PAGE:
Guitarist Steve Cardenas began his musical career in Kansas City and has been an integral part of the New York City jazz community since 1995.
Steve has performed and recorded with many well-known and highly esteemed musicians. Notably, he was a longstanding member of the Paul Motian Electric Bebop Band (which later became the Paul Motian Octet) as well as Joey Baron's band, Killer Joey. Steve is currently a member of the Charlie Haden Liberation Music Orchestra, Steve Swallow Quintet and the Ben Allison Band. He has toured extensively throughout Europe, North and South America and Asia, performing at countless international music festivals, theaters, opera houses and clubs. Steve also leads his own trio and has released four recordings as a leader. His most recent album, Melody in a Dream, was released on Sunnyside Records in March.
Steve is also a well-respected educator. He is on faculty at The New School For Jazz and Contemporary Music in New York City where he directs the Thelonious Monk Ensemble and the Guitar Duos class, as well as offering individual lessons. He has also been on faculty at the California Institute of the Arts, Siena Summer Jazz Workshop, Stanford Jazz Workshop and Banff International Workshop in Jazz and Creative Music. Additionally, Steve is co-author, along with editor Don Sickler, of the Thelonious Monk Fakebook, Hal Leonard Publishing. The Thelonious Monk Fakebook marks the first time all of Monk's compositions have appeared in one volume, many of them appearing for the first time.
What do you remember about the first and the last concert you played?
I'd just finished 9th grade and the band I was in, Time, planned a "concert" in the backyard of a friend's back patio. We anticipated hundreds and ended up with several audience members, not more than the number of band members. To this day, we all email each other on the anniversary, it was epic in our minds. The last concert I played was John Ellis & Andy Bragen's MOBRO at the Jazz Gallery, that was truly epic.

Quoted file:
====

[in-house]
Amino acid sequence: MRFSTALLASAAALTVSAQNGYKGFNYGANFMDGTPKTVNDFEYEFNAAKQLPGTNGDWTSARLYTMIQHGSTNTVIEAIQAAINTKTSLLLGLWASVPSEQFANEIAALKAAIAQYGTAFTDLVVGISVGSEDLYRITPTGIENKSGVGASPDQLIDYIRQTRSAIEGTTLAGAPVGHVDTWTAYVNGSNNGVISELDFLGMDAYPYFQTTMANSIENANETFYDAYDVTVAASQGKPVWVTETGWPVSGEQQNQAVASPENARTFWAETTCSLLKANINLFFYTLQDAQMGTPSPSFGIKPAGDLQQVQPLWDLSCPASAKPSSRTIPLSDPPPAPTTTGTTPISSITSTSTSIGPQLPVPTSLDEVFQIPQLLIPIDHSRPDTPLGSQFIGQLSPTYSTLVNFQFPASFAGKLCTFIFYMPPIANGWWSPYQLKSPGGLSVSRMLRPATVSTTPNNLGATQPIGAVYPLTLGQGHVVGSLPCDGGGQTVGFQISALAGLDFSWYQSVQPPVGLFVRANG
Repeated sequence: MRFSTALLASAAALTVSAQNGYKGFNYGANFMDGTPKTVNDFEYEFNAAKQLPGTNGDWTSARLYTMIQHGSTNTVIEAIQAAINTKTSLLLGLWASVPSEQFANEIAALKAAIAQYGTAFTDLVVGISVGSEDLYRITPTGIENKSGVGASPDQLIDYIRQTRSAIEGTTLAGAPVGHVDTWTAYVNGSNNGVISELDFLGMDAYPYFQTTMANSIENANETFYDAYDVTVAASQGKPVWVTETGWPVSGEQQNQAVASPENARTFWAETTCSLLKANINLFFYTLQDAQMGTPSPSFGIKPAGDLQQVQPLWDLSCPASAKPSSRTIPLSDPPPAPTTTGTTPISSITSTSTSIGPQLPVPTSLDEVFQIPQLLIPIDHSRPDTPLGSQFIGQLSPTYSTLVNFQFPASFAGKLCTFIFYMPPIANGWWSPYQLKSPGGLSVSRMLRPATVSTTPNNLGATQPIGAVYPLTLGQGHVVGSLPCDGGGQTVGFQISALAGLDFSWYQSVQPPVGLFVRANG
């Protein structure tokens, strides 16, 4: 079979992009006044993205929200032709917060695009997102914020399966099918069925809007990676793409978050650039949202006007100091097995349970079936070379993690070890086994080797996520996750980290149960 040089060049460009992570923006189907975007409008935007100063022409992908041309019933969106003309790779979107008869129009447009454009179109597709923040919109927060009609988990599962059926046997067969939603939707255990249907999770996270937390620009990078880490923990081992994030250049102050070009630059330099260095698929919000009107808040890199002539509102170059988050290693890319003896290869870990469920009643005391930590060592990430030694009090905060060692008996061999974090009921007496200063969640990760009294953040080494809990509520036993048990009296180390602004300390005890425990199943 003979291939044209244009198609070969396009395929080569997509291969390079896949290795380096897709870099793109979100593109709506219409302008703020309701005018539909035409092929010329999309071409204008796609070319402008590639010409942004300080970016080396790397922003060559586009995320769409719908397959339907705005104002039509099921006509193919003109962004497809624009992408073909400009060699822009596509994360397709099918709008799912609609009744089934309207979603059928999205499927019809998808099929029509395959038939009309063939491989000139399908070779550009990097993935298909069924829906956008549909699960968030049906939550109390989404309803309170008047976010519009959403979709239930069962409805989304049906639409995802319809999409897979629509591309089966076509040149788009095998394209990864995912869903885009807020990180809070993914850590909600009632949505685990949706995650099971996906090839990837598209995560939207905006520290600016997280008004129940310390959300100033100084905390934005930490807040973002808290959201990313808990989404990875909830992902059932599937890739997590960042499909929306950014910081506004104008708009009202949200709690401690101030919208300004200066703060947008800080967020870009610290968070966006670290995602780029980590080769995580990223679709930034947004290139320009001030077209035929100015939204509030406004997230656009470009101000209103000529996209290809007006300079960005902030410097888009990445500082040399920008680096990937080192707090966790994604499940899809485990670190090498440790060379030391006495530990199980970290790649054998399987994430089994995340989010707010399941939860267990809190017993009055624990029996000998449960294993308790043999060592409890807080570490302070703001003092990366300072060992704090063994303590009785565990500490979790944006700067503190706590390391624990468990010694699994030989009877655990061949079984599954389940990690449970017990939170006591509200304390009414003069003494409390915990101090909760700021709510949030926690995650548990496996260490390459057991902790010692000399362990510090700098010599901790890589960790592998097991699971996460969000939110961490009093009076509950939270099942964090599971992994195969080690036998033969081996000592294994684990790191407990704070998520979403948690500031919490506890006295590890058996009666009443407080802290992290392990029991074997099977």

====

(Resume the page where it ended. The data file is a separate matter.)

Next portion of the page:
Why do you need music? Can we live without music?
There can be many answers or reasons, but basically... because I love it. I suppose physiologically humans could live without music, but it would almost impossible to avoid shy of being sealed off in a padded room. Music is in nature all the time, in the sounds that surround us... birds, rhythms of trains on tracks, someone humming or whistling.
48th Heineken Jazzaldia, Plaza de la Trinidad (Trinity Square), Donostia - July 25th 2013
Steve Swallow - Bass, Carla Bley - Hammond Organ, Chris Cheek - Tenor sax, Steve Cardenas - Guitar, Jorge Rossy - Drums
Which is the main pleasure of the guitar?
For me, playing, practicing, it's sound, the feel of it... hard to have one answer.
What is its main limitation?
I don't think of the guitar as having limitations, especially given all the amazing players of the past and present that express so much. Just listen to Hendrix and tell me if you hear any limitations.
Which work of your own are you most surprised by?
I'm surprised if I can manage to play something that I might like. Just getting to that place is a major accomplishment for me.
Ben Allison Quartet - Live at the Haven
Ben Allison, bass, Allison Miller, drums, Brandon Seabrook, guitar, Steve Cardenas, guitar
Where are your roots? What are your influences?
These questions have pages of answers, but suffice it to say I've been influenced by a wide range of artists, whether in music or other areas. Influences have also come from people and things outside the arts, or events, that have made a profound impression at one time or another.
Tell me one musical work which has provoked a change in your music.
There isn't one musical work that did that, but more likely just listening to different music through time and having revelations large and small along the way.
Define the sound you're still looking for, or the sound you'd like to hear.
I'm more after a feeling within the music, then the sound and everything comes together from that.